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Lawsuit Against Co-Worker Not Barred By Workers Comp Law

January 5, 2011
Related Topics: Miscellaneous Legal Issues, Discrimination and EEOC Compliance, Latest News
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Workers’ compensation law doesn’t bar lawsuits against co-workers alleging intentional injury, Nevada’s Supreme Court ruled in the case of a casino employee alleging her employer’s security guards assaulted her.

Fanders vs. Riverside Resort & Casino Inc. stems from alleged injuries Juana Fanders suffered when security guards were instructed by a human resources director to “86” her, or remove her from the premises, after a dispute over her conduct at work, court records show.

During the procedure, security guards tried to photograph Fanders and she resisted by climbing under a table. Fanders alleges a guard grabbed her by her hair and pulled her out from under the table while calling her a derogatory name.

She was then handcuffed and placed in a holding cell at the casino security office until a police officer arrived and cited her for battery against a guard, court records state.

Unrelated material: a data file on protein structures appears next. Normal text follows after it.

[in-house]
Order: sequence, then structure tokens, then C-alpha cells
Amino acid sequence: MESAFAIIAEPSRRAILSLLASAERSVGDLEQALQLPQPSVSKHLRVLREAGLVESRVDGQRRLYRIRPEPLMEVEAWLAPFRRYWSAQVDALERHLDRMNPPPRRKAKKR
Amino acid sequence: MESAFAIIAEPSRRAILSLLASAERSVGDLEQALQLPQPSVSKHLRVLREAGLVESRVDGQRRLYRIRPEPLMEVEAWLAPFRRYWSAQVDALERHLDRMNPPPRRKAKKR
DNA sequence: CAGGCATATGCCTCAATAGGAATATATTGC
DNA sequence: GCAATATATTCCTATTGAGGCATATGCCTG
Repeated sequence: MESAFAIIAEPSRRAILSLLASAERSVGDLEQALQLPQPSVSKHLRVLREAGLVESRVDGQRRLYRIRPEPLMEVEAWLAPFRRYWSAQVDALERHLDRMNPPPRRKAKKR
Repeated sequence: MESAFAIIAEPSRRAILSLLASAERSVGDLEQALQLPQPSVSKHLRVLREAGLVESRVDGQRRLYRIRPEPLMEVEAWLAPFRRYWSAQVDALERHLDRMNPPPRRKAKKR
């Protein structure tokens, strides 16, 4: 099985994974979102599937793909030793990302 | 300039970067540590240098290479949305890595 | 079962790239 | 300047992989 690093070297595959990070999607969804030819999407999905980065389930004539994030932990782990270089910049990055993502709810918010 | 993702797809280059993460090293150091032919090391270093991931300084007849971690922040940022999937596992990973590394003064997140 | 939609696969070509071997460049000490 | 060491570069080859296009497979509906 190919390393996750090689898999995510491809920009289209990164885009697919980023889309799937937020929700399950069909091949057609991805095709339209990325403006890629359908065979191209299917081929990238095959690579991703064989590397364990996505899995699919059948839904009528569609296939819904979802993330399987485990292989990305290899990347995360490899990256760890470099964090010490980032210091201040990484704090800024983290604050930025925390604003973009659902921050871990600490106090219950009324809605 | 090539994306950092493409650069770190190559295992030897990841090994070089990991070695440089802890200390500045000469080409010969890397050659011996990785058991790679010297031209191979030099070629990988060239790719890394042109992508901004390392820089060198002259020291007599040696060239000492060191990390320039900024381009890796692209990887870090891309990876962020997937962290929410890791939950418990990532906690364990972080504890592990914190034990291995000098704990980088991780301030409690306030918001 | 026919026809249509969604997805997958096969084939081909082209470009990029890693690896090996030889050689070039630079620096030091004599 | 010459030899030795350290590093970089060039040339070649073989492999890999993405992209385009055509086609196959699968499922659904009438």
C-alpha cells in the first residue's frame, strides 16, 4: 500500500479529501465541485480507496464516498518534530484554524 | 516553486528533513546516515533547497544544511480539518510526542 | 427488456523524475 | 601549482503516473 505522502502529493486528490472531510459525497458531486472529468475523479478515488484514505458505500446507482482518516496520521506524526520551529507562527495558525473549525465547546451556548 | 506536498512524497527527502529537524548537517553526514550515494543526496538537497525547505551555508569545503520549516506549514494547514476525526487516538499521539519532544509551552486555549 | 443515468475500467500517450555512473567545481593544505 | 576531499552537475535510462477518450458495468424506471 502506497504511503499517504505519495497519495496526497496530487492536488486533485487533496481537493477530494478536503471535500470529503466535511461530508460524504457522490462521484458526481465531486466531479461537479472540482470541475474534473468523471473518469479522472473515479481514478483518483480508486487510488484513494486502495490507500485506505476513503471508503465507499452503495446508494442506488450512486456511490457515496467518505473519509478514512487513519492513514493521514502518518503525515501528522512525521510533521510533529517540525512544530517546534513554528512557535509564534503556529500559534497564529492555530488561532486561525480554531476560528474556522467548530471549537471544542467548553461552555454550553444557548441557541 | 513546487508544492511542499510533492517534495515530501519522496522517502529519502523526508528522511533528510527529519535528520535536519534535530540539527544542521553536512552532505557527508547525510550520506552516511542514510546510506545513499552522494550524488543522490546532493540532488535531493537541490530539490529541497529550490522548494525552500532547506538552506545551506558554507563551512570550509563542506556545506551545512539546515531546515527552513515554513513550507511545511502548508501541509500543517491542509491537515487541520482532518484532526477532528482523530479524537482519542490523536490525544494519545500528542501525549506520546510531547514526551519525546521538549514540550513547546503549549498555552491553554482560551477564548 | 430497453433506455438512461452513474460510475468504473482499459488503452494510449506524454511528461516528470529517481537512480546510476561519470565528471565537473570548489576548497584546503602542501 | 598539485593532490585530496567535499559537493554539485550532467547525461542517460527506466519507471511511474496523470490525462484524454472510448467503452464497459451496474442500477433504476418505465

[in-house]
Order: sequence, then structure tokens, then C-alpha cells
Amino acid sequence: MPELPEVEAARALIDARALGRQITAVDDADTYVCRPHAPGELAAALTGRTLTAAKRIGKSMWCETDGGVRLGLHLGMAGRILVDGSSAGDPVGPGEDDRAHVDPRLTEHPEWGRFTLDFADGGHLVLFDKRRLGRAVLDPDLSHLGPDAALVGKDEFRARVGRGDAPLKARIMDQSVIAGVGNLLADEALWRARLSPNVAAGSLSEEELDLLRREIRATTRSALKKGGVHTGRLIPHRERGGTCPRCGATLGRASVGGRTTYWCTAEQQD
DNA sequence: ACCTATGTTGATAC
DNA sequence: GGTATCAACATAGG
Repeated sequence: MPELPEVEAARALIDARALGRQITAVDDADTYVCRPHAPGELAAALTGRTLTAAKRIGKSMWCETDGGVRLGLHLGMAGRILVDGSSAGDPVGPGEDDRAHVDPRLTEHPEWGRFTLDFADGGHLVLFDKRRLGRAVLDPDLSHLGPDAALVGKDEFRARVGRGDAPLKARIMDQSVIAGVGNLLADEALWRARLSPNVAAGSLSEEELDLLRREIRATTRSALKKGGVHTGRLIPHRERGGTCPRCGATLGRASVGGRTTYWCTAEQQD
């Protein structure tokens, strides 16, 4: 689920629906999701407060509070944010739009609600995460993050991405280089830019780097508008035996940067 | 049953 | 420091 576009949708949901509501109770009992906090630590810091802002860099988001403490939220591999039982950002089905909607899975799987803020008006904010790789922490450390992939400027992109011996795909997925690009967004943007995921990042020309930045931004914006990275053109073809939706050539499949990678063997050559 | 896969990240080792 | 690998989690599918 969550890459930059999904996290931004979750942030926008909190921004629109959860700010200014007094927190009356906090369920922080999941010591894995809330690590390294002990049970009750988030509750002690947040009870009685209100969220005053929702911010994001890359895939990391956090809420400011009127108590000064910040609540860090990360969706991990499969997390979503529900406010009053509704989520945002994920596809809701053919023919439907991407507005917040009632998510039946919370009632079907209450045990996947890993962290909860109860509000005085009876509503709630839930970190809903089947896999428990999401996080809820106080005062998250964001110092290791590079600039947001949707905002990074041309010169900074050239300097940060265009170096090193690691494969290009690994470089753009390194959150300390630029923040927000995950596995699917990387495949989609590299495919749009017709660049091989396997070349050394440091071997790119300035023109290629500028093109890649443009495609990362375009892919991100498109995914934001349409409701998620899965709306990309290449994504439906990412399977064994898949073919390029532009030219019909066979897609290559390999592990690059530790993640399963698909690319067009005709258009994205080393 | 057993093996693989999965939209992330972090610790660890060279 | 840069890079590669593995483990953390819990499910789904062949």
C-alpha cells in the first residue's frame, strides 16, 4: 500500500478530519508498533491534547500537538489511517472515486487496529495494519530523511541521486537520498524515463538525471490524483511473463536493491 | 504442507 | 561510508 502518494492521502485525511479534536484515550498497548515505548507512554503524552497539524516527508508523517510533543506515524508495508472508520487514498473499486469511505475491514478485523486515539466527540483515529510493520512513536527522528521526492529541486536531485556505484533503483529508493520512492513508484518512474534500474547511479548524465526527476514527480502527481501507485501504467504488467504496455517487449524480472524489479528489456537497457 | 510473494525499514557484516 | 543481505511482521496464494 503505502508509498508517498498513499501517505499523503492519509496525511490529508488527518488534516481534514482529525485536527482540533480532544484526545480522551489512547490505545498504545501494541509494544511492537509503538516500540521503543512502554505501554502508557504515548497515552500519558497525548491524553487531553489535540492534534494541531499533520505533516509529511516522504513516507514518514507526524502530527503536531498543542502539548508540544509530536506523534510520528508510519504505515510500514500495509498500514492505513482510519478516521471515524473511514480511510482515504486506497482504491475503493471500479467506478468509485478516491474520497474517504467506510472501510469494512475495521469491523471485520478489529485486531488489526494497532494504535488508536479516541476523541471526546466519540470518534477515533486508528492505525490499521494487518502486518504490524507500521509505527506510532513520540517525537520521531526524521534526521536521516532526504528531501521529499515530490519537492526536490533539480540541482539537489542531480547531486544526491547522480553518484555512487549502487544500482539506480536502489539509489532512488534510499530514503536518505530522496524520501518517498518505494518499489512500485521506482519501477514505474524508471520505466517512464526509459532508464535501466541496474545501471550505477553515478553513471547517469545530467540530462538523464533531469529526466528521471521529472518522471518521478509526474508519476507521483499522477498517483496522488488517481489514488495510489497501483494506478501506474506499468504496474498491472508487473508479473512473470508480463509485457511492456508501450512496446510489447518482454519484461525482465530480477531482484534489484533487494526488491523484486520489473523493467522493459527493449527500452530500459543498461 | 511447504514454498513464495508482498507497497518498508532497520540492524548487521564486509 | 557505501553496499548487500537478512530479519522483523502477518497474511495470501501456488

Fanders sued, alleging assault and battery, vicarious liability, wrongful imprisonment and negligence. A district court granted summary judgment to her employer and the security guards finding that Nevada’s workers’ compensation law provided Fanders with an exclusive remedy because her injuries arose out of her employment.

On appeal, Nevada’s Supreme Court ruled Dec. 30, 2010, that the district court erred in granting summary judgment because several questions of fact remained regarding whether Fanders’ injuries arose out of her employment.

The high court acknowledged it had not previously addressed whether an employee “can maintain an action outside of the workers’ compensation statute against a co-employee who purportedly commits an intentional tort against the employee.”

It found that “when a plaintiff states a viable intentional tort claim against a co-employee,” that claim is not barred by workers’ compensation exclusivity provisions.

The high court also said that “even if the district court concludes that Fanders’ claims arose out of and in the course of her employment with Riverside, she may still pursue her assault and battery and wrongful imprisonment claims against the security guards.”

It remanded the case to the district court for proceedings consistent with its opinion.  

 Filed by Roberto Ceniceros of Business Insurance, a sister publication of Workforce Management. To comment, e-mail editors@workforce.com.

 

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